Montenegro’s banking sector: Facts & Figures
Updated September 2018 – For earlier editions of Facts & Figures click here
Since the restoration of its independence in 2006, Montenegro has made a serious step forward in its social and economic development, has strengthened the position of the most economically developed country in the Western Balkans, and has shown itself to be a safe, politically stable and economically sustainable country with the potential to grow rapidly. The security and prosperity of Montenegro have created preconditions for future integration into the European Union (EU). Accession negotiations began in June 2012.
Current developments in the Montenegrin economy point to the recovery of economic activity from the second quarter of 2016, underpinned by intensifying investment in large infrastructure projects as well as projects in tourism and energy. Under the conditions of the global economic crisis, the programmes of eliminating the barriers to the development of new investment projects and the creation of a more favourable business environment have become crucial. In this respect, the business environment in Montenegro has been significantly improved by adopting new laws aligned with the EU regulations and implementing institutional reforms in the fiscal system and the financial sector. The economic policy is focused on increasing the competitiveness of the economy, with the implementation of structural reforms and the development of infrastructure, with the aim of creating conditions for a greater inflow of domestic and foreign investments.
According to the 2016-2019 projections for Montenegro, real GDP growth is expected to reach 4.4% in 2017, 3.9% in 2018 and 1.8% in 2019. It is estimated that Montenegro’s economy will grow up until 2019 due to the growth of investment activities and the engagement of domestic resources, primarily in the construction and transport sector. The strong contribution of the construction sector will be boosted by domestic companies involved in road building, as well as the construction of new tourist and energy facilities. Positive contributions are also expected from the agricultural sector, as a factor of substitution for food imports and increased exports.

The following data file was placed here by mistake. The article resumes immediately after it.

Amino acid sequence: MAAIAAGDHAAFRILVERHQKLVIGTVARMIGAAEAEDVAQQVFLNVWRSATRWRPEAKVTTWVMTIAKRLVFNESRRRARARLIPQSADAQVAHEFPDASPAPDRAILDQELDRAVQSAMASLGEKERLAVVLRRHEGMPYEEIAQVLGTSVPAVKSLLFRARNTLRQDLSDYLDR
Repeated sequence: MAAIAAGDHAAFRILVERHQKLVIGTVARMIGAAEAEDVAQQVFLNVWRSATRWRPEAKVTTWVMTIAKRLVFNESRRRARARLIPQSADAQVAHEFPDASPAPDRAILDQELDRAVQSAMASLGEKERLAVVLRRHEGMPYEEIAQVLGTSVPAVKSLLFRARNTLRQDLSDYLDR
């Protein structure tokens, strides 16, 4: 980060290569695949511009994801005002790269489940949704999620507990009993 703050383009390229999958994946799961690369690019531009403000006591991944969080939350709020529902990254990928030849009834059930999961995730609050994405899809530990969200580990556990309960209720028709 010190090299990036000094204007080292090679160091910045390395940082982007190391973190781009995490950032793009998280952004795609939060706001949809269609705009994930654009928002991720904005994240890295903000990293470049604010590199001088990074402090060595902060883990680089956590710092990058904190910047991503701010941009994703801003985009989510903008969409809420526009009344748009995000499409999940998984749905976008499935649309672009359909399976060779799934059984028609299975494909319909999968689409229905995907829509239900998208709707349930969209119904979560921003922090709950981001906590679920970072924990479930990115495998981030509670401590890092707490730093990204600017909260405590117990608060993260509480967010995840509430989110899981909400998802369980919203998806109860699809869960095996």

Owing to the economic growth, employment will gradually increase (on average 1 percentage point per annum), and the 2% growth in salaries, on average, is expected in the period 2017-2019. The unemployment rate is expected to fall from 19.4% in 2016 to 16.6% in 2019.Fifteen banks operate in Montenegro and the banking sector is stable and adequately capitalised. The stability of the sector is reflected in the growth of all key business indicators in the system during 2017. The balance sheet of banks grew by 10% in 2017, while the growth of total loans and deposits was 14.1% and 10.9%, respectively. The aggregate financial result of banks’ performances was positive and significantly higher than in the previous year.
With regard to capital adequacy, capital grew by 7.9% in 2017. The aggregate solvency ratio was 16.8%, which was above the statutory minimum of 10%.
The progress in improving the quality of the loan portfolio and reducing non-performing loans (NPLs) has been noticeable over a long period of time. Total NPLs, as well as their share in total loans, have been declining in recent years. The NPL ratio fell from 25.9% in August 2011, to 10.29% at the end of 2016. During 2017, the NPL ratio fell further to 7.0% by year-end.
The preservation of financial stability in an open economy, integrated into the international environment, is a continuous challenge for the banking system and regulators and applies to all segments of the financial system, financial infrastructure and their participants. Montenegrin economy and the banking sector are not isolated from the domestic risks, nor from the transfer and materialisation of international risks and uncertainties. Consequently, the policy is focused on a proactive approach and preventive action in communication and control of banks, as well as in the creation of a regulatory environment in accordance with the implementation of international standards and sound banking practice.
Contributor: Nebojsa Djokovic firstname.lastname@example.org